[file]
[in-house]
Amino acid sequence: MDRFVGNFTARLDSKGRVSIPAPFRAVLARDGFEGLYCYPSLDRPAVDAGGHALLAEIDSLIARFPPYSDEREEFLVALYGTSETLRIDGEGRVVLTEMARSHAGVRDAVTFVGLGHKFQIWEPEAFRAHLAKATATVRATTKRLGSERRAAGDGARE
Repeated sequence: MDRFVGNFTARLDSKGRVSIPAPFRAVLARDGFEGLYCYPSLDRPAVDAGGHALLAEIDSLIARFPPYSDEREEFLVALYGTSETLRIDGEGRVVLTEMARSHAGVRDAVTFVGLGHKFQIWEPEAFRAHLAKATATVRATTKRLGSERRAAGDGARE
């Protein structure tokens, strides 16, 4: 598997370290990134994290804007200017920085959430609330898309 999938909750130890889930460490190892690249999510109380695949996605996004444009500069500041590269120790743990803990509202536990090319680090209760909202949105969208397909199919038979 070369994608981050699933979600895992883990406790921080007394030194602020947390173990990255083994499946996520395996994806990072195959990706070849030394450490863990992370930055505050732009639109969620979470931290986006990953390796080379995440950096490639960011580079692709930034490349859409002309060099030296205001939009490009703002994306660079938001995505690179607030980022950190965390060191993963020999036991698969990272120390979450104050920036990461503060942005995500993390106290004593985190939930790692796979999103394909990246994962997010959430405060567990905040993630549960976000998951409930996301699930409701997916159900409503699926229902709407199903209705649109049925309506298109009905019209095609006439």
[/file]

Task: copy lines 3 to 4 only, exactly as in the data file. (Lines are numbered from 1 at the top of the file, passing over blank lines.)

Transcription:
Repeated sequence: MDRFVGNFTARLDSKGRVSIPAPFRAVLARDGFEGLYCYPSLDRPAVDAGGHALLAEIDSLIARFPPYSDEREEFLVALYGTSETLRIDGEGRVVLTEMARSHAGVRDAVTFVGLGHKFQIWEPEAFRAHLAKATATVRATTKRLGSERRAAGDGARE
């Protein structure tokens, strides 16, 4: 598997370290990134994290804007200017920085959430609330898309 999938909750130890889930460490190892690249999510109380695949996605996004444009500069500041590269120790743990803990509202536990090319680090209760909202949105969208397909199919038979 070369994608981050699933979600895992883990406790921080007394030194602020947390173990990255083994499946996520395996994806990072195959990706070849030394450490863990992370930055505050732009639109969620979470931290986006990953390796080379995440950096490639960011580079692709930034490349859409002309060099030296205001939009490009703002994306660079938001995505690179607030980022950190965390060191993963020999036991698969990272120390979450104050920036990461503060942005995500993390106290004593985190939930790692796979999103394909990246994962997010959430405060567990905040993630549960976000998951409930996301699930409701997916159900409503699926229902709407199903209705649109049925309506298109009905019209095609006439």